What’s the best way to build credit? The secret to building and keeping a high credit score is done by forming good habits when it comes to managing your credit and overall finances.
A lot of people think that just using credit cards (or loans) and paying them off every month is all that is required for having and building good credit. The truth is this! It’s a good start, but there is much more you need to know about in order to keep a good credit rating once you get it!
We’ll discuss what you need to know in the below lessons.
In this guide, you’ll learn how to increase your credit score by doing the following:
- Limiting your credit applications
- Building a strong credit age and payment history
- Keeping a low credit utilization
- Using auto-payments to help make on-time payments
- Filing disputes when errors appear on your credit report. The dispute process keeps the credit bureaus in check.
Maintaining a strong a strong payment history is mandatory no matter what!
Lesson #1: Limit Your Applications, Choose Wisely
Every time you apply for new credit you get a small ding on your credit score, whether or not you get approved. This is because of a hard inquiry, so open your credit accounts wisely.
What’s the difference between a hard and soft inquiry? Check out this article from Credit Karma for an answer: Hard and Soft Inquiries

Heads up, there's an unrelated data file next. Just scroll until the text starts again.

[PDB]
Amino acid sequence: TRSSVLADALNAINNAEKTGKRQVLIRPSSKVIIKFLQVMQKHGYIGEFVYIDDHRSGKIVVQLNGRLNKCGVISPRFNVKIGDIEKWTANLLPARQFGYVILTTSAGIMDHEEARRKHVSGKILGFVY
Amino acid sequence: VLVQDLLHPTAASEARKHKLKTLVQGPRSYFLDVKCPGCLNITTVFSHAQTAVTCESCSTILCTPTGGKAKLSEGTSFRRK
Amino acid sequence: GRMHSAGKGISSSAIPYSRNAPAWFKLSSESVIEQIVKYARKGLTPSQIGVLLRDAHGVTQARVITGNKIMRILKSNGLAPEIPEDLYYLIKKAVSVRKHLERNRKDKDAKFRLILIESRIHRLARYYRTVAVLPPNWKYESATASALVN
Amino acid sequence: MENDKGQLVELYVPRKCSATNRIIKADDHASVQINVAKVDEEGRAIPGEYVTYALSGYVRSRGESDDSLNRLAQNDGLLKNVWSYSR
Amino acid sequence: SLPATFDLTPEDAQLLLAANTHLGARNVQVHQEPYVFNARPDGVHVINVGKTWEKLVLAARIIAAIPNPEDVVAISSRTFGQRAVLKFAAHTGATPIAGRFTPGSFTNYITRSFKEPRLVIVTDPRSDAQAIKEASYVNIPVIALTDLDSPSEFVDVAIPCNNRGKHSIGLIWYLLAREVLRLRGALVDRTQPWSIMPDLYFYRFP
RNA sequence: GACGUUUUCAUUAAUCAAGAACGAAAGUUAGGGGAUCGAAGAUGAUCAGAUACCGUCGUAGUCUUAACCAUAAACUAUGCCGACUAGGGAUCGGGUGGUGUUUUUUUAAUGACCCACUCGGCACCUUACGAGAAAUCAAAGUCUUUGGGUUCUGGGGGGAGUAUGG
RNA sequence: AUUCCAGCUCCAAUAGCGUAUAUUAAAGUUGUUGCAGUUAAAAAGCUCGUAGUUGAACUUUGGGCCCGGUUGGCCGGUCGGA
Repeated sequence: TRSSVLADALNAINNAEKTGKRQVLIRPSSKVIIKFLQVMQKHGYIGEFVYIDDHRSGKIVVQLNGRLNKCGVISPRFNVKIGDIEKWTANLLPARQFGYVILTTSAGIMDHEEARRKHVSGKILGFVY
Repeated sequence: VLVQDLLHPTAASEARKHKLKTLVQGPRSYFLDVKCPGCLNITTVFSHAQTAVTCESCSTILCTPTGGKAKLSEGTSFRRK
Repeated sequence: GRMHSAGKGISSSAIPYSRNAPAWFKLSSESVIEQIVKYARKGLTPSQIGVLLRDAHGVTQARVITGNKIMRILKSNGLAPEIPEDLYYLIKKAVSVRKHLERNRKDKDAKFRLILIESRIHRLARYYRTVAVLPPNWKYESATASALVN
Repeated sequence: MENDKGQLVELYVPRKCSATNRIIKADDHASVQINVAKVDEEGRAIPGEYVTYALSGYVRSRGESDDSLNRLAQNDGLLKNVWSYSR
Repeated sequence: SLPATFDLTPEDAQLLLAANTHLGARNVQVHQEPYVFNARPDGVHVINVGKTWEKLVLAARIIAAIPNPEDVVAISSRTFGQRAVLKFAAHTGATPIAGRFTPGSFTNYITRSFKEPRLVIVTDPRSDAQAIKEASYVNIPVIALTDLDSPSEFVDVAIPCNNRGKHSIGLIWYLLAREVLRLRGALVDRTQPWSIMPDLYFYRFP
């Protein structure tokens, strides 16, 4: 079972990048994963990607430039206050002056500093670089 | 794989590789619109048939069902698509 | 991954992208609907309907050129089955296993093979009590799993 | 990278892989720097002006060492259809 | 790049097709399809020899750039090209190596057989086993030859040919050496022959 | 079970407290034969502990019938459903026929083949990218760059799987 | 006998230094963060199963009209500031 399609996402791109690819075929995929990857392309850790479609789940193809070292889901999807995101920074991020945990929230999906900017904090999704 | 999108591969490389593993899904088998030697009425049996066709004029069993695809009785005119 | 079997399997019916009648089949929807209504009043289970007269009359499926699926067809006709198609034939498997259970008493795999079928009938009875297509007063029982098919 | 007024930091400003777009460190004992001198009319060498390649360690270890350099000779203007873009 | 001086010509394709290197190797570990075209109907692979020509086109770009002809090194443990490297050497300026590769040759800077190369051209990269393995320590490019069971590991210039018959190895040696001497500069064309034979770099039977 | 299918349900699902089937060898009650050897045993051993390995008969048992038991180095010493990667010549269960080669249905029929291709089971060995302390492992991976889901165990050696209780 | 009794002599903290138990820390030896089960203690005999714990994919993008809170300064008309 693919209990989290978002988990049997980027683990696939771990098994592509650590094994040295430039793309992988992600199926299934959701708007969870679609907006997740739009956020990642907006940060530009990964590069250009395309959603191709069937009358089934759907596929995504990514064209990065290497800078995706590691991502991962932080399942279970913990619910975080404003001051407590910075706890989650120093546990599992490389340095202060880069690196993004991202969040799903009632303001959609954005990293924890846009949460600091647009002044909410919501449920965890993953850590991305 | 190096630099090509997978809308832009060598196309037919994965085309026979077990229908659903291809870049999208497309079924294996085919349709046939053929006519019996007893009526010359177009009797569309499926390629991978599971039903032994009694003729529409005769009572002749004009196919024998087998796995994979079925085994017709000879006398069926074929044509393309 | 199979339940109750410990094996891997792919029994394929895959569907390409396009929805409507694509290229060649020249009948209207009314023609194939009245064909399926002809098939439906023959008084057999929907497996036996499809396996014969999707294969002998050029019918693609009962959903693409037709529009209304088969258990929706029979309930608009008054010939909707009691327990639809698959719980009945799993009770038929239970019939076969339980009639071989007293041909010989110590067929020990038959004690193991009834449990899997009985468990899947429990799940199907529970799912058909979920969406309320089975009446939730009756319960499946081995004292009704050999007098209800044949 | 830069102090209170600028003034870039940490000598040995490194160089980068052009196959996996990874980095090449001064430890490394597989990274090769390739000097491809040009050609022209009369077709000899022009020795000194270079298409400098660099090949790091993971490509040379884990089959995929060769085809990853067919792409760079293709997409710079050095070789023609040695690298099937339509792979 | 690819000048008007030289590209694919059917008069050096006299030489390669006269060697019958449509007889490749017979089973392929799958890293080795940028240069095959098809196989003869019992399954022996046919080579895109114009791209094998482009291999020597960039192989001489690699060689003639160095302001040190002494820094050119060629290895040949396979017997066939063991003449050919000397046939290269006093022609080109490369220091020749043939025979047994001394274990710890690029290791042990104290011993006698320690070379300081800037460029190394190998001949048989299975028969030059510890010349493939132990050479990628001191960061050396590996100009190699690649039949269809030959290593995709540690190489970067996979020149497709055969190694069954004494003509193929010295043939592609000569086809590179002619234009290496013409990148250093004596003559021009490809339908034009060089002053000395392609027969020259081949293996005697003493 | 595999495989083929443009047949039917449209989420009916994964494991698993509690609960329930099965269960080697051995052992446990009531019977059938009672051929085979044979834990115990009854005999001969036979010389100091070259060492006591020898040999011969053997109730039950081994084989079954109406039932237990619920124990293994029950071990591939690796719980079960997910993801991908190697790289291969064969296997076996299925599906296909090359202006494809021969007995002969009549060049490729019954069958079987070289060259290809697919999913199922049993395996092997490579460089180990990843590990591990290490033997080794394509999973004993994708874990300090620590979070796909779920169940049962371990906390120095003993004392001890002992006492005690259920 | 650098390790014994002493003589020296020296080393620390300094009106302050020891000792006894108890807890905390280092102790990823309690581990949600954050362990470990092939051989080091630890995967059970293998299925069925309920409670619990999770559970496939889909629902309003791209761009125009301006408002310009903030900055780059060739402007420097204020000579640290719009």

Department stores are always pushing you to sign up for a new department store credit card to save 10% on a first purchase. It’s best to skip this kind of sign-up offer, especially if you’re just doing it for the discount.
Also, when you’re shopping for a big ticket item and need a new loan, be wary of getting too many pre-approvals. They sound harmless but will generate a hard inquiry and also ding your credit.
Consider the following scenario
You’ll be out shopping for a new car, and you’ll want to test drive that car. Some dealers won’t let you test drive the car unless they pull your credit and pre-approve you first. Never let them do this! What if you’re out test driving several kinds of cars? I’d just walk off the car lot and go somewhere else to buy that new car.
Sometimes your best bet is getting a pre-approval ahead of time from a credit union. Then you can say “That’s OK, I’m already pre-approved from my credit union, here’s a pre-approval letter.”
The only exception is if you’re going to test drive a high-end luxury car; pulling credit is almost mandatory for that.
A hard inquiry can stay on your credit report for up to 180 days. However, your actual credit score should start improving over a short amount of time.
Sometimes, a unique situation may require you to get more than one pre-approval when shopping around for credit. Such as when you’re doing a refinance on your home, and you need to find the best rate. If you must do this, do it in a short period of time (within 30 days), the inquiries will look better to an underwriter. The same rule applies when purchasing a new home too.
BTW, It always looks best if the hard inquiries are all for the same type of loan too!